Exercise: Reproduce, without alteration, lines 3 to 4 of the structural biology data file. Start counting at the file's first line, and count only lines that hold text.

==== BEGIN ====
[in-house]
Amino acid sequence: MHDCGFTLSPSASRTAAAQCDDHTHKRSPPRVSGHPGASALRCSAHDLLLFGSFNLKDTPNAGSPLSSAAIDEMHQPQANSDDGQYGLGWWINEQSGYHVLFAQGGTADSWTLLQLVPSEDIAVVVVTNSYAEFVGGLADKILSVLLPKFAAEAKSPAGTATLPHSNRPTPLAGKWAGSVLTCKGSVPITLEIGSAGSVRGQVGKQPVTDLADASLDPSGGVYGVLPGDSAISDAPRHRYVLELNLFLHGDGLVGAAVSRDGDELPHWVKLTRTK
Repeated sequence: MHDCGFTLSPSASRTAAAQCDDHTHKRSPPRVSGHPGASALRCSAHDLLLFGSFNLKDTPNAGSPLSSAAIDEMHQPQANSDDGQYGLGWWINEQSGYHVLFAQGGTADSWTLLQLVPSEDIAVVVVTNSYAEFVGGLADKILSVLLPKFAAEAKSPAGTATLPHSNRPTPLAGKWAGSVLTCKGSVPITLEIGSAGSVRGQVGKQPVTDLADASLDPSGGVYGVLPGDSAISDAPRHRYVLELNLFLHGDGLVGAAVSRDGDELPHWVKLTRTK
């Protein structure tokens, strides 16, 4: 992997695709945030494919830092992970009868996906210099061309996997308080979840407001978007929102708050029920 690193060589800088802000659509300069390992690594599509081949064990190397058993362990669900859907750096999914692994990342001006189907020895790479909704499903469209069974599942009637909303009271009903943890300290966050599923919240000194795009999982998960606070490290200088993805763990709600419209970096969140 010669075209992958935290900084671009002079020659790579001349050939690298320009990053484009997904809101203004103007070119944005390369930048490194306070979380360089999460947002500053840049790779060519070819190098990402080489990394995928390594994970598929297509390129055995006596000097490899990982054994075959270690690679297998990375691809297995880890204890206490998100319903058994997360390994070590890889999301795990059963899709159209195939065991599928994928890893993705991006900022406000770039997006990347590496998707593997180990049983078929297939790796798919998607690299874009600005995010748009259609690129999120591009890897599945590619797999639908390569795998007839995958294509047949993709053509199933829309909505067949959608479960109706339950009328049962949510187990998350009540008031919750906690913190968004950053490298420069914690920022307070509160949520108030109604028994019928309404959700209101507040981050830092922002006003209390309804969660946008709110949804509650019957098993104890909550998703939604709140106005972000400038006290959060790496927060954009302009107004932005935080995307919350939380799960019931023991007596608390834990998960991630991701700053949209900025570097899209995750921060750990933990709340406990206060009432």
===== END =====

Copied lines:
Repeated sequence: MHDCGFTLSPSASRTAAAQCDDHTHKRSPPRVSGHPGASALRCSAHDLLLFGSFNLKDTPNAGSPLSSAAIDEMHQPQANSDDGQYGLGWWINEQSGYHVLFAQGGTADSWTLLQLVPSEDIAVVVVTNSYAEFVGGLADKILSVLLPKFAAEAKSPAGTATLPHSNRPTPLAGKWAGSVLTCKGSVPITLEIGSAGSVRGQVGKQPVTDLADASLDPSGGVYGVLPGDSAISDAPRHRYVLELNLFLHGDGLVGAAVSRDGDELPHWVKLTRTK
């Protein structure tokens, strides 16, 4: 992997695709945030494919830092992970009868996906210099061309996997308080979840407001978007929102708050029920 690193060589800088802000659509300069390992690594599509081949064990190397058993362990669900859907750096999914692994990342001006189907020895790479909704499903469209069974599942009637909303009271009903943890300290966050599923919240000194795009999982998960606070490290200088993805763990709600419209970096969140 010669075209992958935290900084671009002079020659790579001349050939690298320009990053484009997904809101203004103007070119944005390369930048490194306070979380360089999460947002500053840049790779060519070819190098990402080489990394995928390594994970598929297509390129055995006596000097490899990982054994075959270690690679297998990375691809297995880890204890206490998100319903058994997360390994070590890889999301795990059963899709159209195939065991599928994928890893993705991006900022406000770039997006990347590496998707593997180990049983078929297939790796798919998607690299874009600005995010748009259609690129999120591009890897599945590619797999639908390569795998007839995958294509047949993709053509199933829309909505067949959608479960109706339950009328049962949510187990998350009540008031919750906690913190968004950053490298420069914690920022307070509160949520108030109604028994019928309404959700209101507040981050830092922002006003209390309804969660946008709110949804509650019957098993104890909550998703939604709140106005972000400038006290959060790496927060954009302009107004932005935080995307919350939380799960019931023991007596608390834990998960991630991701700053949209900025570097899209995750921060750990933990709340406990206060009432």